Cash-starved JK spends Rs 87 lakh on non-existent SIC – Faheem Aslam – Greater Kashmir – 23 Dec. 2010

From Pages 1 & 6 of the 24 Dec. 2010 edition of Greater Kashmir:

Constituted In Oct 2009 Commission Continues To Be Headless

Srinagar, Dec 23: While the State Information Commission continues to remain headless and virtually defunct, the establishment of its offices in Srinagar and Jammu has come at a heavy price: Rs 87 lakhs in 14 months.

The expenditure-related information has come to fore through a Right to Information application moved by the J&K RTI Movement, a non-governmental organization.

The SIC was constituted on October 19, 2009 vide SRO 235 in a bid to strengthen the Right to Information Act 2005 and ensure easy facilitation of RTI applications.

Following its constitution, an IAS officer named Gazanfar Hussain was appointed as its first secretary, though on in-charge basis while then Chief Central Information Commissioner, Wajahat Habullah, was nominated as the first Chief Information Commissioner of Jammu and Kashmir by the Governor NN Vohra. While Wajahat had to withdraw four months later, the SIC continues to remain headless, defeating the very purpose of its establishment.

In the past 14 months, the Commission established offices at the Old Assembly Complex in Srinagar, and also rented space in Trikuta Nagar, Jammu. Both offices have remained open, since it has been assumed that the 3-member SIC will follow the High Court pattern wherein the CIC follows the Darbar while one Commissioner remains in Jammu and the other in Srinagar.

The Commission also established its website ( through NIC, and has established modalities for videoconferencing with NIC facilities in the districts once it begins hearings.

The Right to Information has revealed that the state government has so far spent nearly 83 lakh rupees on the upkeep of the SIC offices.

The application, seeking answer to expenditure on the functioning of SIC offices in Jammu and Srinagar, was mooted by the J&K RTI Movement activist Raman Sharma.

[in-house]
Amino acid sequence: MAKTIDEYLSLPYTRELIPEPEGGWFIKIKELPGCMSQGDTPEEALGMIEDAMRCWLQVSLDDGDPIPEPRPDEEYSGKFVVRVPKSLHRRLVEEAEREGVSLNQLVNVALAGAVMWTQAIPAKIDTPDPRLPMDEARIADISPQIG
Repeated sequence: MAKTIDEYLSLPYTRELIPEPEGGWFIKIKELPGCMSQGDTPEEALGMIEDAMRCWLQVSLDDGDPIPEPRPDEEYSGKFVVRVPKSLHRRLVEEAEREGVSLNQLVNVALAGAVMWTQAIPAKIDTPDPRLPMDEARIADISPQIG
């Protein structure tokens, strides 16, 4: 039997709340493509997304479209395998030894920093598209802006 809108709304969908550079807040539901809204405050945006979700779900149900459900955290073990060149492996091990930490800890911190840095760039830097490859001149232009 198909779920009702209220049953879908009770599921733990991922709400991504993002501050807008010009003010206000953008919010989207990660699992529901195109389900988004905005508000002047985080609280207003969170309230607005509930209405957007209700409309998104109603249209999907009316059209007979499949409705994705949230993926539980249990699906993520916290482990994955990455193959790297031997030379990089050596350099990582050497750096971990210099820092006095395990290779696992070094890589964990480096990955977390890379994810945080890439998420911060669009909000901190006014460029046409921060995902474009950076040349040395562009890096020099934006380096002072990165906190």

According to the information sought under the RTI, in the fiscal year 2009-10, Rs. 21.29 lakhs were spent on salaries while Rs. 53.62 lakhs were spent in the 2010-2011 fiscal till October on the same.

Rs. 2.16 lakhs have been spent on telephone and Internet bills, Rs. 2.50 lakhs for Darbar expenses, Rs. 2.53 lakhs for fuel, and a further Rs. 1.09 lakh on computers, stationery and other miscellaneous items.

Other expenses have been borne directly by the Estates Department and Motor Garages, which are not included in the figures.

“It’s unfortunate. The absence of Information Commissioners makes it very difficult to ensure a thorough implementation of the Right to Information Act in Jammu and Kashmir,” said Raman Sharma.

“The J&K RTI Act is a very strong law. It seeks to empower people by making the administration accountable to them. Unfortunately, the authorities haven’t displayed the required sincerity in bringing this about. The State Information Commission is presently defunct and the taxpayers’ money being spent in its upkeep is simply going down the drain,” he said.

Another RTI activist Ayaz Mughal remarked, “J&K SIC is an expensive column structure without walls and roof which is risky by all means.”

The RTI Movement believes that the SIC should be constituted as early as possible. “We recently met the Governor NN Vohra and apprised him about the need to have a strong and efficient SIC in place. If that is not done, the establishment of offices won’t serve any purpose. It is just wastage of money,” Raman told Greater Kashmir.


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